The Beasts line will initially consist of 11 figures due to ship this month, with six more expected to arrive in May. Included in the first wave are Velociraptor mongoliensis, Atrociraptor marshalli, Balaur bondoc, Dromaeosaurus albertensis, Zhenyuanlong suni, Pyroraptor olympus, Linheraptor exquisitus, Velociraptor osmolskae (red), FC (Fan’s Choice) Dromaeosaurus albertensis, FC Pyroraptor olympus, and FC Zhenyuanlong suni.

In his updates, Silva said the delay was due in large part to how quickly the scope of the line grew. At the time the campaign started, he was planning on just three figures that would ship by May 2017. By the end, he had 25 items, including accessory packs.

You can pre-order the first wave ($35 to $40 each) at BackerKit.

Prehistoric Ticks Once Drank Dinosaur Blood, Fossil Evidence Shows

Ticks plagued the dinosaurs, too, as evidenced by a 99-million-year old parasite preserved inside a hunk of ancient amber. Entomologists who examined the Cretaceous period fossil noticed that the tiny arachnid was latched to a dinosaur feather—the first evidence that the bloodsuckers dined on dinos, according to The New York Times. These findings were recently published in the journal Nature Communications.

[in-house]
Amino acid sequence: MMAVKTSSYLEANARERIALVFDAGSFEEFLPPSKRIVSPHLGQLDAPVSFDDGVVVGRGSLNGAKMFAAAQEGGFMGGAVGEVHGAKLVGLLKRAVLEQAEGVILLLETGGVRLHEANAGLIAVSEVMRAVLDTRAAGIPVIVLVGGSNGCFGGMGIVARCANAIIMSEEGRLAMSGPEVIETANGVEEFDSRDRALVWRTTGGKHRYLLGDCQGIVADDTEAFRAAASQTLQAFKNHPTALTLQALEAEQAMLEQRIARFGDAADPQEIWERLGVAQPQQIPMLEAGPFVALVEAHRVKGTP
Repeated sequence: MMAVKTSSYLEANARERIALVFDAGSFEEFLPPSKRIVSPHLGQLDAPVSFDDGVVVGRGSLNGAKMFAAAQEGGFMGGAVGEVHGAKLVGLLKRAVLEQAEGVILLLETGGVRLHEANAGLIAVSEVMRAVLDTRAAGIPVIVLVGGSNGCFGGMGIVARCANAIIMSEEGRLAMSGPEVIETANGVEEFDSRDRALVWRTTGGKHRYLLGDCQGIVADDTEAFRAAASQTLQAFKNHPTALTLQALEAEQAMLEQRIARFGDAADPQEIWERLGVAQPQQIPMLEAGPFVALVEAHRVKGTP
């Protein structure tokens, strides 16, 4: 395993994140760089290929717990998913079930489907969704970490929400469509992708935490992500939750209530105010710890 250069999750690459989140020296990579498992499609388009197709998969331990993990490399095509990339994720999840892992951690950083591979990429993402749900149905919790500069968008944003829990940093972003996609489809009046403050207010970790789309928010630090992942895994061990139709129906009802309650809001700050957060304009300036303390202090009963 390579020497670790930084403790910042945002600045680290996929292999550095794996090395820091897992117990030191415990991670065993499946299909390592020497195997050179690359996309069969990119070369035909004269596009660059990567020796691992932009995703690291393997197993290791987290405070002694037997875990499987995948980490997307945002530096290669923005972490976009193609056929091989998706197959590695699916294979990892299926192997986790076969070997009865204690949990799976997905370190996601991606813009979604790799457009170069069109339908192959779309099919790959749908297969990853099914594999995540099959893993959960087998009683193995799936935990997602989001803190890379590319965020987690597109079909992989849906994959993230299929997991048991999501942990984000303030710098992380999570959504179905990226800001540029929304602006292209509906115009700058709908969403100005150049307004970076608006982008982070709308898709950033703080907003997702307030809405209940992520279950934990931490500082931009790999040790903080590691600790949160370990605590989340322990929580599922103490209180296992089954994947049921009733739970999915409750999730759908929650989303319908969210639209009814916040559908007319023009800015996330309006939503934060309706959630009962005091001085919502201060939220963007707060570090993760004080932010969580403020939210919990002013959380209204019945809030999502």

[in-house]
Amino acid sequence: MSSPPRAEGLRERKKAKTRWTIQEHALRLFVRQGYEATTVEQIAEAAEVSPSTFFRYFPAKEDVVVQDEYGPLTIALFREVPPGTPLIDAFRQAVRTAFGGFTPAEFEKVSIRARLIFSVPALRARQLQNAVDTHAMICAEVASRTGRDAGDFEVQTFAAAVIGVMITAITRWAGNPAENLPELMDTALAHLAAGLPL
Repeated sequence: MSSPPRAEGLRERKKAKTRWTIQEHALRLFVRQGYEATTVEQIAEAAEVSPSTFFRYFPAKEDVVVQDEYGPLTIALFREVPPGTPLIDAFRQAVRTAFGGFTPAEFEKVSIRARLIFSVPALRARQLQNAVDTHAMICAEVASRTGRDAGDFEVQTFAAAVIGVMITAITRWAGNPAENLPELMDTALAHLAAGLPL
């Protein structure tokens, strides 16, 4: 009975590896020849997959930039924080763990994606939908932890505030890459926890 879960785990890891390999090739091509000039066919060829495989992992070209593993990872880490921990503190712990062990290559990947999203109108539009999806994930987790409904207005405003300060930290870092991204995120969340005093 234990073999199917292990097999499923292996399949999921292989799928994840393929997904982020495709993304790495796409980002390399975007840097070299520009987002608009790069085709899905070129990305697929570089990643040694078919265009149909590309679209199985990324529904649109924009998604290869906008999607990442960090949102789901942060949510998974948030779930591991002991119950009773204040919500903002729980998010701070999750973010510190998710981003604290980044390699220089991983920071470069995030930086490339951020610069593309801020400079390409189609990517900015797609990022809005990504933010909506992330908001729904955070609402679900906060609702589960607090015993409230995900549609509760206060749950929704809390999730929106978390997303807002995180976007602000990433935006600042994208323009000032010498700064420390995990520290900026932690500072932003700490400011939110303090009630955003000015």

Ticks are one of the most common blood-feeding parasites. But experts didn’t know what they ate in prehistoric times, as parasites and their hosts are rarely found together in the fossil record. Scientists assumed they chowed down on early amphibians, reptiles, and mammals, according to NPR. They didn’t have hard evidence until study co-author David Grimaldi, an entomologist at the American Museum of History, and his colleagues spotted the tick while perusing a private collection of Myanmar amber.